Cancer-related compensation on table, N.L. minister says

The N.L. government is considering legislation for workers who are diagnosed with job-related cancer.

The Newfoundland and Labrador government is considering legislation which would compensate workers who are diagnosed with job-related cancer.

Labour Minister Shawn Skinner has responded to a campaign by the St. John's Regional Firefighters Association to cover workers' compensation benefits for members diagnosed with certain types of cancers.

The group says firefighters are more susceptible than other workers to developing cancer because of their working conditions.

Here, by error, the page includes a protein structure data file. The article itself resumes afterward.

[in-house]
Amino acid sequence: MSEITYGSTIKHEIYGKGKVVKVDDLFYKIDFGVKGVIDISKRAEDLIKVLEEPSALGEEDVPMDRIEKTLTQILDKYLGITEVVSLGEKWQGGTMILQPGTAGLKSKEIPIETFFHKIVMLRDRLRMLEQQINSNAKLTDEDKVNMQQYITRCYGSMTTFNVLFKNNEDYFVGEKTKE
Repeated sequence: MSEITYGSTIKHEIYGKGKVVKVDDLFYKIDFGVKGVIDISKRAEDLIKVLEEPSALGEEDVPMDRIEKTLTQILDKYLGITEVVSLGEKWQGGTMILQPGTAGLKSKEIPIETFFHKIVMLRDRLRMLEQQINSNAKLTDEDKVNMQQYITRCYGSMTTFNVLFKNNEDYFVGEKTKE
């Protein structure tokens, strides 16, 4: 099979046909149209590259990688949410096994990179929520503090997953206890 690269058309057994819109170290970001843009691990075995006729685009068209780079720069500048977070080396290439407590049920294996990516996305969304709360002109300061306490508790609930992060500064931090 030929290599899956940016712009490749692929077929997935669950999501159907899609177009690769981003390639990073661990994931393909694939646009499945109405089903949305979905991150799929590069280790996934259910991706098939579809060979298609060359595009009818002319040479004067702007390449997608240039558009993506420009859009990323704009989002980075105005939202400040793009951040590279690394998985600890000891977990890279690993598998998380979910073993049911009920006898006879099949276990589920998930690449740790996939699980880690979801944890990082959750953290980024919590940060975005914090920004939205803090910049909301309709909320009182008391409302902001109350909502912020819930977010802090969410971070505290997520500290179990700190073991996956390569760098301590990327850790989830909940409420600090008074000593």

In 2006, the firefighters made a case to a government-sponsored review panel that— by law— recommends changes to workers' compensation legislation.

Skinner told CBC News a subsequent recommendation is making its work through government channels.

"We feel it's something that we should look into and we are doing that," he said.

It's a part of the statuary review process. They're one of 34 recommendations [and] we will be making an announcement on the statuary review process in the near future."

David Burry, vice-president of the firefighters association, said a legislative change would improve the lot of members who developed cancer because they came into contact with carcinogens while fighting blazes.

"Right now, Newfoundland and Labrador is one of the very last provinces in Canada not to have an active presumptive cancer legislation," he said.